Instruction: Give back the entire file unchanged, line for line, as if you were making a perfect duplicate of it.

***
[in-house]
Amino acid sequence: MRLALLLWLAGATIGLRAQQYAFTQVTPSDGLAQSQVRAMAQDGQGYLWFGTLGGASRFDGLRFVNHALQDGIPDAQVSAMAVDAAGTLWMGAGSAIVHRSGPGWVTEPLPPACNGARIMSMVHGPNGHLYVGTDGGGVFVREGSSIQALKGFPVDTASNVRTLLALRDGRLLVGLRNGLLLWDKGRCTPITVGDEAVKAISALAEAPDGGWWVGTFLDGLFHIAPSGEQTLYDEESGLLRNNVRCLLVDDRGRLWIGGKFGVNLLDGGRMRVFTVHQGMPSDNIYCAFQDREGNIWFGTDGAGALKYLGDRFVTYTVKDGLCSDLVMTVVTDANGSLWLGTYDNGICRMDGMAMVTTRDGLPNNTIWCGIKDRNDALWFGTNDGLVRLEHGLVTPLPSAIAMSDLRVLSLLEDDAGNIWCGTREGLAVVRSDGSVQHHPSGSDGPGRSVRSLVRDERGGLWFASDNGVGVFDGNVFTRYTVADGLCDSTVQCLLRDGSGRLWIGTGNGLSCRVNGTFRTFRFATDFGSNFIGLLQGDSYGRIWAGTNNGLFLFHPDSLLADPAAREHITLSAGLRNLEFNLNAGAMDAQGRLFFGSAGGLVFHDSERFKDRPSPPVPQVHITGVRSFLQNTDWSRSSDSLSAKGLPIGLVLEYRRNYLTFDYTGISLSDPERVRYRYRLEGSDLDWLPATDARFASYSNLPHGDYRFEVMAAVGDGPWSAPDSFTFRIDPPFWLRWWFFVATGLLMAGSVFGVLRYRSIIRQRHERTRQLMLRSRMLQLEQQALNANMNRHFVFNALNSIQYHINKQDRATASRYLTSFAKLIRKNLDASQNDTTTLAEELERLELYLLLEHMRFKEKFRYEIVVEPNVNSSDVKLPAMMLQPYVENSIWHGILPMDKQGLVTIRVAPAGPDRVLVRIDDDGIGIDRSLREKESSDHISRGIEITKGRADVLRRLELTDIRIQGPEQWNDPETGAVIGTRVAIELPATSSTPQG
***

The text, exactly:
[in-house]
Amino acid sequence: MRLALLLWLAGATIGLRAQQYAFTQVTPSDGLAQSQVRAMAQDGQGYLWFGTLGGASRFDGLRFVNHALQDGIPDAQVSAMAVDAAGTLWMGAGSAIVHRSGPGWVTEPLPPACNGARIMSMVHGPNGHLYVGTDGGGVFVREGSSIQALKGFPVDTASNVRTLLALRDGRLLVGLRNGLLLWDKGRCTPITVGDEAVKAISALAEAPDGGWWVGTFLDGLFHIAPSGEQTLYDEESGLLRNNVRCLLVDDRGRLWIGGKFGVNLLDGGRMRVFTVHQGMPSDNIYCAFQDREGNIWFGTDGAGALKYLGDRFVTYTVKDGLCSDLVMTVVTDANGSLWLGTYDNGICRMDGMAMVTTRDGLPNNTIWCGIKDRNDALWFGTNDGLVRLEHGLVTPLPSAIAMSDLRVLSLLEDDAGNIWCGTREGLAVVRSDGSVQHHPSGSDGPGRSVRSLVRDERGGLWFASDNGVGVFDGNVFTRYTVADGLCDSTVQCLLRDGSGRLWIGTGNGLSCRVNGTFRTFRFATDFGSNFIGLLQGDSYGRIWAGTNNGLFLFHPDSLLADPAAREHITLSAGLRNLEFNLNAGAMDAQGRLFFGSAGGLVFHDSERFKDRPSPPVPQVHITGVRSFLQNTDWSRSSDSLSAKGLPIGLVLEYRRNYLTFDYTGISLSDPERVRYRYRLEGSDLDWLPATDARFASYSNLPHGDYRFEVMAAVGDGPWSAPDSFTFRIDPPFWLRWWFFVATGLLMAGSVFGVLRYRSIIRQRHERTRQLMLRSRMLQLEQQALNANMNRHFVFNALNSIQYHINKQDRATASRYLTSFAKLIRKNLDASQNDTTTLAEELERLELYLLLEHMRFKEKFRYEIVVEPNVNSSDVKLPAMMLQPYVENSIWHGILPMDKQGLVTIRVAPAGPDRVLVRIDDDGIGIDRSLREKESSDHISRGIEITKGRADVLRRLELTDIRIQGPEQWNDPETGAVIGTRVAIELPATSSTPQG